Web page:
This Saturday, June 6, marks National Trails Day, an annual celebration of the remarkable recreational, scenic and hiking trails that crisscross parks nationwide. The event, which started in 1993, honors the National Trail System and calls for volunteers to help with trail maintenance in parks across the country.
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The Navajo Nation covers the corners of three different states. Google Maps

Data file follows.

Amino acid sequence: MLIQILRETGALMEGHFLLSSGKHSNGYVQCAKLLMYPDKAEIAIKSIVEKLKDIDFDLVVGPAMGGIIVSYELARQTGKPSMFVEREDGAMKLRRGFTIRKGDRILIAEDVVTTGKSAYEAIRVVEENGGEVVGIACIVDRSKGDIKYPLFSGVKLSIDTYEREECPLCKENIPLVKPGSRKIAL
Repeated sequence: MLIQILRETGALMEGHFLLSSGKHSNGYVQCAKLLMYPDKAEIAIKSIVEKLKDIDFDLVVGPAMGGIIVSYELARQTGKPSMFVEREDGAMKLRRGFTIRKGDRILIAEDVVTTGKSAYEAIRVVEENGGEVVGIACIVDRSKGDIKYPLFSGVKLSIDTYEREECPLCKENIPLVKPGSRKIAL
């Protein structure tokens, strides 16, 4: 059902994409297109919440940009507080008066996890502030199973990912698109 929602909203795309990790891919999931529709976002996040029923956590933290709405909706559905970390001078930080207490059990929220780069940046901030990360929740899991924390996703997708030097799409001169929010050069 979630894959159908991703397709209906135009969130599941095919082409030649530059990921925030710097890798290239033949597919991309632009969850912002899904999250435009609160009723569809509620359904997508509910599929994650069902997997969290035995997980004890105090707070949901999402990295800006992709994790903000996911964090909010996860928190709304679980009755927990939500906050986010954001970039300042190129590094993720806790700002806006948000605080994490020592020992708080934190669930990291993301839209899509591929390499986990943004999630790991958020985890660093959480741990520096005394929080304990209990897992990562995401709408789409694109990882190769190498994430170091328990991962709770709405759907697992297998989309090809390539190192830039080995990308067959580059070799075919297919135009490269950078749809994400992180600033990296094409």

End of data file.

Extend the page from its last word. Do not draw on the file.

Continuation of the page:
Growing Contribution<img lazy-loadable="true" src="https://assets.rebelmouse.io/eyJhbGciOiJIUzI1NiIsInR5cCI6IkpXVCJ9.eyJpbWFnZSI6Imh0dHBzOi8vYXNzZXRzLnJibC5tcy8yMzM3NDY5Ny9vcmlnaW4ucG5nIiwiZXhwaXJlc19hdCI6MTY0NjM4MTgyM30.IuQTKQs1stvYYKD6vaVTrqAyoBsUG0BhDvlhxsyKwPA/img.png?width=980" id="02a05" class="rm-shortcode" data-rm-shortcode-id="2841f82b1785df5d5ed7bf64d3bb882b" data-rm-shortcode-name="rebelmouse-image" />